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The journey from military to civilian life: veteran experience and advice

Transitioning from military to civilian life can be daunting. We asked a few of our veterans about their experience transitioning from military to civilian life and the advice they would give to others looking to do the same. 

Jon Neve, Sapper RE and Data Science Consultant:

Transitioning from Military to civilian life was initially a struggle for me personally and it can be a real challenge to grasp what direction you want your life to go in. Having autonomy over choices that were previously abstracted away from you can be both a negative and a positive experience, especially if you don’t have a career path lined up after exiting the Forces. From a career perspective specifically, I also found it intimidating looking at roles and seeing degrees listed as requirements. This personally was a big factor for me as I had spent the years I could have gone to university in the Military, therefore, I felt “behind” where I should be at that point in my life and felt partially excluded from roles.

My advice to someone who is leaving or has recently left the military is that you are not “behind” individuals who have gone to university or have specific career experience. Other candidates may have that desirable degree in the field you’re applying for, or those required years of experience in a related role prior, however you will have a unique skill set from your time served. Many employers value this, but first you need to fully appreciate the value you bring to a role and advocate as to why it’s an advantage. Technical skills can always be taught, relevant experience is naturally acquired overtime, yet the unique qualities you bring to the table as an ex-Forces candidate are what can help stand you out of the crowd.

Paul Buckley, Warrant Officer Class 1 – Logistics (Supply Chain) and Senior Business Transformation Consultant:

The transition from military to civilian life was not easy as expected. The management of expectations was the most difficult aspect to deal with. In the military you have an ethos and strong sense of belonging and core values (commitment, courage, discipline, respect for others, integrity and loyalty) was a massive part of this. Society as a whole, doesn’t directly adhere to a set of core values and this is hard to understand at times. It has taken me a number of years to adapt to the different mindset of civilian life and this has impacted the relationship between me and my partner at times.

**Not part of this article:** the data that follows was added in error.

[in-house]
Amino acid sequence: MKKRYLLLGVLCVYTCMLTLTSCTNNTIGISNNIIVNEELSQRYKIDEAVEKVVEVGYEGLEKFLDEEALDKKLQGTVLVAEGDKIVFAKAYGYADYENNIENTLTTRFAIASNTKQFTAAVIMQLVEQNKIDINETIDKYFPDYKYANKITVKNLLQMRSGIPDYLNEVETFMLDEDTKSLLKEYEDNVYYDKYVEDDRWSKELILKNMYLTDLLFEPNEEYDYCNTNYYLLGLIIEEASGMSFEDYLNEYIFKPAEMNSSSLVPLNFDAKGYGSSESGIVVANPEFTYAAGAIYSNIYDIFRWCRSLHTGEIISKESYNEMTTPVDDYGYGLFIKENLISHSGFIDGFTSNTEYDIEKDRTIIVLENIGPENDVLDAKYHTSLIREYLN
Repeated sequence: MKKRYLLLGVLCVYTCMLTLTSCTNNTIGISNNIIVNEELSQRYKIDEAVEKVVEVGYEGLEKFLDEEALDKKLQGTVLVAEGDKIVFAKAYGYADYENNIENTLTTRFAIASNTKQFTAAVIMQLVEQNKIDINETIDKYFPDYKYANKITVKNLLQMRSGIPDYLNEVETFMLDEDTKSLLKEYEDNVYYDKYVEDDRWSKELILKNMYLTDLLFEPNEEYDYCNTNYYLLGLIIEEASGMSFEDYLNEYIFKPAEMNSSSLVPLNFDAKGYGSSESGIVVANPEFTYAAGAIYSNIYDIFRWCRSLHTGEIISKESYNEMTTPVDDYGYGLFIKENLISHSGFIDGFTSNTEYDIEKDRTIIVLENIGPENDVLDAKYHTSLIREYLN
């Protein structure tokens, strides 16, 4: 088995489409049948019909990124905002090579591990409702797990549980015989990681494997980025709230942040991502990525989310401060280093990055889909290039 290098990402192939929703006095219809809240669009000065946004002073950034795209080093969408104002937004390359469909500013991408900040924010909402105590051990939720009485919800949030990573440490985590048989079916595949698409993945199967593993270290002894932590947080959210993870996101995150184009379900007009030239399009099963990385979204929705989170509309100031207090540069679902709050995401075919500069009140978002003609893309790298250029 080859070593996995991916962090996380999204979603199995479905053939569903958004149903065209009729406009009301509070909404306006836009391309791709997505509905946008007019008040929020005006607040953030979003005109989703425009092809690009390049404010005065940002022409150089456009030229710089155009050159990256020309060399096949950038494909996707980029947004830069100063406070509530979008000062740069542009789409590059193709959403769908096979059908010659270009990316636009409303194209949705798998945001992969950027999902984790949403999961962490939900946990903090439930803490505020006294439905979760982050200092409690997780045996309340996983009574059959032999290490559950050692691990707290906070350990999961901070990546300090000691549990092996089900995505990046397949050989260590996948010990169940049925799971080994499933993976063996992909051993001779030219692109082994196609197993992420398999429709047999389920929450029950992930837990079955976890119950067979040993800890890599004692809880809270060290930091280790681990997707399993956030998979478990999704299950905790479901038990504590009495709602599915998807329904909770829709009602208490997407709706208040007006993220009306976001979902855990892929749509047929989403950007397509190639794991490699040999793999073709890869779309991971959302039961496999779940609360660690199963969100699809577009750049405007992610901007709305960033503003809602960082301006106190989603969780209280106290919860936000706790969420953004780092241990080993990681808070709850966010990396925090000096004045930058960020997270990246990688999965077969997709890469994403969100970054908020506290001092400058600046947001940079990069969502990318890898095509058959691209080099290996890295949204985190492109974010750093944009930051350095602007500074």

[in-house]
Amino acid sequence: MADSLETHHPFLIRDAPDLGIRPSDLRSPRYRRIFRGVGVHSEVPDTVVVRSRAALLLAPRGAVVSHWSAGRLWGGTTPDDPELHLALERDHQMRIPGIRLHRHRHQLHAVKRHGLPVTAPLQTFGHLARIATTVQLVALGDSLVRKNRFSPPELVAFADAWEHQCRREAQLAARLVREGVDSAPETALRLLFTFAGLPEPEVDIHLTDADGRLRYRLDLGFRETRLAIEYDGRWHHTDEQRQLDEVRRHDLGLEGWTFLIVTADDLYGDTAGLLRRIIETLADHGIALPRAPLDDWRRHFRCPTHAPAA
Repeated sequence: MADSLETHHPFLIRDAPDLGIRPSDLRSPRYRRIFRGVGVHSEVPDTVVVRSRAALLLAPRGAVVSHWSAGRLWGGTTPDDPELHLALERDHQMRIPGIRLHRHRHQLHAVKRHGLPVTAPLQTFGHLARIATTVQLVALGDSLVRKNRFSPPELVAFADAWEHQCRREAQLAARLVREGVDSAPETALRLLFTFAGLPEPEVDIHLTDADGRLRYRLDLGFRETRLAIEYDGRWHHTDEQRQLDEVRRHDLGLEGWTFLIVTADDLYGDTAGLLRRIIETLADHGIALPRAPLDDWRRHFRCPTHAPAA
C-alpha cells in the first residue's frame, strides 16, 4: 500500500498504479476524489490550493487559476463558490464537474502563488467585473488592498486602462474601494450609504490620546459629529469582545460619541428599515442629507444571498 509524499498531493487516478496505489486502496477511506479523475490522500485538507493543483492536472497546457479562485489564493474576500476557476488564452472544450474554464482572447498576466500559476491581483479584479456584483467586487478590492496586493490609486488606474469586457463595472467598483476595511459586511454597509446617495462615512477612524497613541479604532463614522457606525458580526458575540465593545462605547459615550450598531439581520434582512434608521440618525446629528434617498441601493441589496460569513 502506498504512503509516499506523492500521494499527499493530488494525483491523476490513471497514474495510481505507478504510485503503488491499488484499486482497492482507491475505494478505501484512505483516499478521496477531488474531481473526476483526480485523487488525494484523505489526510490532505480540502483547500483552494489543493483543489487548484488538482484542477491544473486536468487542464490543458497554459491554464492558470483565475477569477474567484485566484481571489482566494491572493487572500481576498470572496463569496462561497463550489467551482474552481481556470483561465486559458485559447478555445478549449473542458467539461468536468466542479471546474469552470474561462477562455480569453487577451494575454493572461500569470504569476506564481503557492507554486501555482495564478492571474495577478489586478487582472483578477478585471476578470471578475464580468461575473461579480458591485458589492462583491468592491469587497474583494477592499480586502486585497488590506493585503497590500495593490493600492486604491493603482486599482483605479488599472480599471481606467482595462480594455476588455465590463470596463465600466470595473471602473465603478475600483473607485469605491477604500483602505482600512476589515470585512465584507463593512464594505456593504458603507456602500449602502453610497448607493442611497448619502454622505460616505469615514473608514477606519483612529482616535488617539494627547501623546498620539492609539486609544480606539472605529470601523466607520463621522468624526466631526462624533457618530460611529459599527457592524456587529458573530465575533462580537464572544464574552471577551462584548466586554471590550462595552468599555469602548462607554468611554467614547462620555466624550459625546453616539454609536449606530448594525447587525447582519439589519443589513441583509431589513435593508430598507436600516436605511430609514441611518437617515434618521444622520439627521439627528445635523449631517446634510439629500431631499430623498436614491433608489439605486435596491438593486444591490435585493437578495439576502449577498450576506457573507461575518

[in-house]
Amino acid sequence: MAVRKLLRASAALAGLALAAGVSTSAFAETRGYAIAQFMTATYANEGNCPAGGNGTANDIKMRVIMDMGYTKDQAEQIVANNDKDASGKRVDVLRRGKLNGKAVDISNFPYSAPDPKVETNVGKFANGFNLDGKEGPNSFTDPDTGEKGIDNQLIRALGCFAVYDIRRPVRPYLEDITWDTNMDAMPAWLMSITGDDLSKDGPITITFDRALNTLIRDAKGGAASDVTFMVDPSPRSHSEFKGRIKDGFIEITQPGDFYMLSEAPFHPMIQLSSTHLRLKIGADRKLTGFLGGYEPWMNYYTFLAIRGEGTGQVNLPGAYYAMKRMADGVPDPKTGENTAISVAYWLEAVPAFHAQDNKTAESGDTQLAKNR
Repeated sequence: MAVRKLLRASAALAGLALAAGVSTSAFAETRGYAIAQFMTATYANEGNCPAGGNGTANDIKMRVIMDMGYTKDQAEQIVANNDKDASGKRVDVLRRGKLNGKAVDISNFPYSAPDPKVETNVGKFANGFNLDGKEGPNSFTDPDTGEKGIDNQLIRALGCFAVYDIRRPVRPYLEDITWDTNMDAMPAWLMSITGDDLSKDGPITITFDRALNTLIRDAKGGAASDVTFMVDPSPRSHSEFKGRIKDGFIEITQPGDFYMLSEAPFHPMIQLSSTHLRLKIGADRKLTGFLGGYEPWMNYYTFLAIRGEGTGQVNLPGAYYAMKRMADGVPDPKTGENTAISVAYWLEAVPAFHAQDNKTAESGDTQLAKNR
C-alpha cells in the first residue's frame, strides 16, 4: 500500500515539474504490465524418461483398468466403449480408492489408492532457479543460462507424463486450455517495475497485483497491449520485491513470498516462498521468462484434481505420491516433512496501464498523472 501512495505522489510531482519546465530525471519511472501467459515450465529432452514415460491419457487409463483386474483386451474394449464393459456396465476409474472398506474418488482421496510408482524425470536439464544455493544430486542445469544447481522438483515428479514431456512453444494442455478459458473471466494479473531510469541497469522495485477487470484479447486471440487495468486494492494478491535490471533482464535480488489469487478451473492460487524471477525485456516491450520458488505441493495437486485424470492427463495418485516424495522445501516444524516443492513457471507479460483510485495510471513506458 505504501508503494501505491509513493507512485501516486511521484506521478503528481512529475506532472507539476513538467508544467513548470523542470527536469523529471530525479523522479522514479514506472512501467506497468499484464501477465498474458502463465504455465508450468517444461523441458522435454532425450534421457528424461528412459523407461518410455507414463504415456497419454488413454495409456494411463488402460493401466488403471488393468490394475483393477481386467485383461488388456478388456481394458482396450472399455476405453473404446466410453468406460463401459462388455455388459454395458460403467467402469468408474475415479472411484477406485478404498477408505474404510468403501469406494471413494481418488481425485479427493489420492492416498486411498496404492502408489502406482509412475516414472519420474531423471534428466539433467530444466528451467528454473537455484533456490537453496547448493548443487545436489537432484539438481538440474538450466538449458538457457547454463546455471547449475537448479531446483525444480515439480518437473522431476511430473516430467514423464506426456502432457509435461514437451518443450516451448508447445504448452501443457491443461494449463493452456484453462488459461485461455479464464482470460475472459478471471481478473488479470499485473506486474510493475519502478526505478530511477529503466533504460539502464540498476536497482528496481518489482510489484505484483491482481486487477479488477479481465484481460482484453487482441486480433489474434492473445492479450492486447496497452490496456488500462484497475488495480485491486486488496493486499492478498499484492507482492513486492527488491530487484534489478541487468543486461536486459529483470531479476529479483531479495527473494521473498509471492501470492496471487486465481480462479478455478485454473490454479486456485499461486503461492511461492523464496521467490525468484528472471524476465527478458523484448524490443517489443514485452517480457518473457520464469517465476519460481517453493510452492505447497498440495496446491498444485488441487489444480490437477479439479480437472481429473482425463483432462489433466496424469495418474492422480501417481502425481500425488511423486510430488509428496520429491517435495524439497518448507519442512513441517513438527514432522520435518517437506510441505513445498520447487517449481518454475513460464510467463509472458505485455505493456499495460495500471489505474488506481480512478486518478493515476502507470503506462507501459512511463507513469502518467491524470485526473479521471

Further to focusing on the professional elements of transitioning to civilian life, for example formulating respective CVs and identifying transferrable skills, I would suggest concentrating on the management of expectation as detailed above. Realise that the support network that you formerly had within the military service is not replicated in civilian life and that your family, close friends and your new place of employment are the ones that will be the ones to help and support you through the transition to all aspects of civilian life.

Paul Parsons, WO2 Systems Analyst RLC and Senior Business Transformation Consultant:

In my experience, quite recently I may add, my family was extremely supportive. My wife recognised the stress the unknown horizon presented me early on.  Our original plan was to buy a house closer to the end of my service. However, her suggestion to move earlier (2 years prior to departure) allowed me to focus on one less thing closer to the time. I was lucky, my wife is a professional and has a wealth of experience in the civil sectors. She helped me transition my military skills and attributes (In military lingo) into a civilian context, the Career Transition Workshops (CTP) try to do this, but not at a one-to-one level.

I was similarly lucky to be working in UK Strategic Command (DSCOM) for my final post. Techmodal were there also providing the technical side of digital transformation. I forged relations with the TM Developers and learnt a considerable amount. They were supportive and helped massively in translating my knowledge and skills accrued in DSCOM with that of civil industry. Its in many thanks to those individuals that I now work for Techmodal.

As I have said on many occasions, I fought my self-doubt and aimed high with Techmodal.

  • Reach out to people in the Industry for guidance prior to leaving.
  • Believe your military service counts.
  • Don’t be put off by imposter syndrome, accept there will always be some things we don’t know, but there’s always people that do!
  • As per my last comment. Don’t be afraid to ask questions. There is no such thing as a silly question only a silly answer!
  • Keep your military networks, they understand you.
  • Make new networks, they want to understand you and may already do!
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